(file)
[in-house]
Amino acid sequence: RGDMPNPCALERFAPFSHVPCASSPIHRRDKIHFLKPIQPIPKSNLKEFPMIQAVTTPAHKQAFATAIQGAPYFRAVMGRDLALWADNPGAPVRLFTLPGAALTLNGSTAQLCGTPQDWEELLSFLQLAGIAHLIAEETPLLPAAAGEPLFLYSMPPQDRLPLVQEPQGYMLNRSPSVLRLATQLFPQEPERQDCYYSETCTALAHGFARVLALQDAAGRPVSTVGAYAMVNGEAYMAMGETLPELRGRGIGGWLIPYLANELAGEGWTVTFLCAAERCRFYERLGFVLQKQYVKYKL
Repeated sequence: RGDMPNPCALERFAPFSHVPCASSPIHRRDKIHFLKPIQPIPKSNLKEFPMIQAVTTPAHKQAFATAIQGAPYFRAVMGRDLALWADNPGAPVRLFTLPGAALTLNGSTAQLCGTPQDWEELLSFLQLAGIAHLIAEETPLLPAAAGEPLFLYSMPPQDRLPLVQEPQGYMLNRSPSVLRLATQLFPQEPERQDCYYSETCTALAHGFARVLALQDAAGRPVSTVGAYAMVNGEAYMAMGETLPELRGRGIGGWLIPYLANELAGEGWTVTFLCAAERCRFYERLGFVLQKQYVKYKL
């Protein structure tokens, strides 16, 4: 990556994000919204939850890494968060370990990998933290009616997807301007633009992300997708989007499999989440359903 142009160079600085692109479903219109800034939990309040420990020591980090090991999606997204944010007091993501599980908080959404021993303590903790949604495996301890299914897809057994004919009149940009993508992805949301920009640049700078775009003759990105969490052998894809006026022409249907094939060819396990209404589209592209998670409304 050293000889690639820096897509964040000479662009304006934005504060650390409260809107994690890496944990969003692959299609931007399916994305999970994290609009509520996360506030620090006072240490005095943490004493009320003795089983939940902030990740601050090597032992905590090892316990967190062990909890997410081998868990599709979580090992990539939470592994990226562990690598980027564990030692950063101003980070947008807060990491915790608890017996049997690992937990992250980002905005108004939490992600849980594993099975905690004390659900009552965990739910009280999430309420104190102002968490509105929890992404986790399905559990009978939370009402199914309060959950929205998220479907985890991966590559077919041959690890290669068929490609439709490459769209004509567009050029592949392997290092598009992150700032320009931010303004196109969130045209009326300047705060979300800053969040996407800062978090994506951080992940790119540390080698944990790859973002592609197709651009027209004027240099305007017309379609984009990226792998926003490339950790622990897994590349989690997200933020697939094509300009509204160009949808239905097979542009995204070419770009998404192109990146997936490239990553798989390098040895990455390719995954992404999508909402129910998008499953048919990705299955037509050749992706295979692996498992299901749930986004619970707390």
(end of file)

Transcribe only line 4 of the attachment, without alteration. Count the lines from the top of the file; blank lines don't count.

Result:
């Protein structure tokens, strides 16, 4: 990556994000919204939850890494968060370990990998933290009616997807301007633009992300997708989007499999989440359903 142009160079600085692109479903219109800034939990309040420990020591980090090991999606997204944010007091993501599980908080959404021993303590903790949604495996301890299914897809057994004919009149940009993508992805949301920009640049700078775009003759990105969490052998894809006026022409249907094939060819396990209404589209592209998670409304 050293000889690639820096897509964040000479662009304006934005504060650390409260809107994690890496944990969003692959299609931007399916994305999970994290609009509520996360506030620090006072240490005095943490004493009320003795089983939940902030990740601050090597032992905590090892316990967190062990909890997410081998868990599709979580090992990539939470592994990226562990690598980027564990030692950063101003980070947008807060990491915790608890017996049997690992937990992250980002905005108004939490992600849980594993099975905690004390659900009552965990739910009280999430309420104190102002968490509105929890992404986790399905559990009978939370009402199914309060959950929205998220479907985890991966590559077919041959690890290669068929490609439709490459769209004509567009050029592949392997290092598009992150700032320009931010303004196109969130045209009326300047705060979300800053969040996407800062978090994506951080992940790119540390080698944990790859973002592609197709651009027209004027240099305007017309379609984009990226792998926003490339950790622990897994590349989690997200933020697939094509300009509204160009949808239905097979542009995204070419770009998404192109990146997936490239990553798989390098040895990455390719995954992404999508909402129910998008499953048919990705299955037509050749992706295979692996498992299901749930986004619970707390």